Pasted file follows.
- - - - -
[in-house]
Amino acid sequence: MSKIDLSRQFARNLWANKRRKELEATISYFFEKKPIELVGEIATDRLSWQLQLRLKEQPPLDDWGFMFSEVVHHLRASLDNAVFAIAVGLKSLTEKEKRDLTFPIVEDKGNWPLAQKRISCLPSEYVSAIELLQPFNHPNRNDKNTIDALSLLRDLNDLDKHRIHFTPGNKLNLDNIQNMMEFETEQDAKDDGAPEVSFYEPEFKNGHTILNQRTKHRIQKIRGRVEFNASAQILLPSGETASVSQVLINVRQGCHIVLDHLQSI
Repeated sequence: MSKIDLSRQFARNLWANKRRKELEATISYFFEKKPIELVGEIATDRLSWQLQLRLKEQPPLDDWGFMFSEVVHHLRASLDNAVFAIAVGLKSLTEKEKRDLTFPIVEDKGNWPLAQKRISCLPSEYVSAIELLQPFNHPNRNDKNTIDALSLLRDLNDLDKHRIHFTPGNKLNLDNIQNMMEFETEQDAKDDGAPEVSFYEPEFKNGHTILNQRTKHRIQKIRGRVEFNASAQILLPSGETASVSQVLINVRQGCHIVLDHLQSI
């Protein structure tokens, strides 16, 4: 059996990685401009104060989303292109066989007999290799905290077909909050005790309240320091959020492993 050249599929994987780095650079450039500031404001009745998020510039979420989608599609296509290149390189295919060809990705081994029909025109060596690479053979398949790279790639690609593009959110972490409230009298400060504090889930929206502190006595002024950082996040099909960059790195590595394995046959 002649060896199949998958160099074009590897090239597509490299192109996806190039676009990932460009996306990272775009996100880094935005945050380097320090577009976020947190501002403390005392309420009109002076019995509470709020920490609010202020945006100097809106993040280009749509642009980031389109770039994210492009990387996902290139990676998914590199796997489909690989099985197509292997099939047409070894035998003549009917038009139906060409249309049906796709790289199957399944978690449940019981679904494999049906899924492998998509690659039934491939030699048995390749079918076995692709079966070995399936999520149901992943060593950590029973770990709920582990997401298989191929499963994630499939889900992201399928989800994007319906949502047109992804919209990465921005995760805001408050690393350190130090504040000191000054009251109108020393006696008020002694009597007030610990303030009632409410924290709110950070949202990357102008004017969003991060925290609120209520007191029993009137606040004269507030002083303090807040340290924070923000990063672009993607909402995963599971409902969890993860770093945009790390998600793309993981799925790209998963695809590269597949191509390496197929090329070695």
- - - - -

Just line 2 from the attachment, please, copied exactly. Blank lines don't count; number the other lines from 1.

Amino acid sequence: MSKIDLSRQFARNLWANKRRKELEATISYFFEKKPIELVGEIATDRLSWQLQLRLKEQPPLDDWGFMFSEVVHHLRASLDNAVFAIAVGLKSLTEKEKRDLTFPIVEDKGNWPLAQKRISCLPSEYVSAIELLQPFNHPNRNDKNTIDALSLLRDLNDLDKHRIHFTPGNKLNLDNIQNMMEFETEQDAKDDGAPEVSFYEPEFKNGHTILNQRTKHRIQKIRGRVEFNASAQILLPSGETASVSQVLINVRQGCHIVLDHLQSI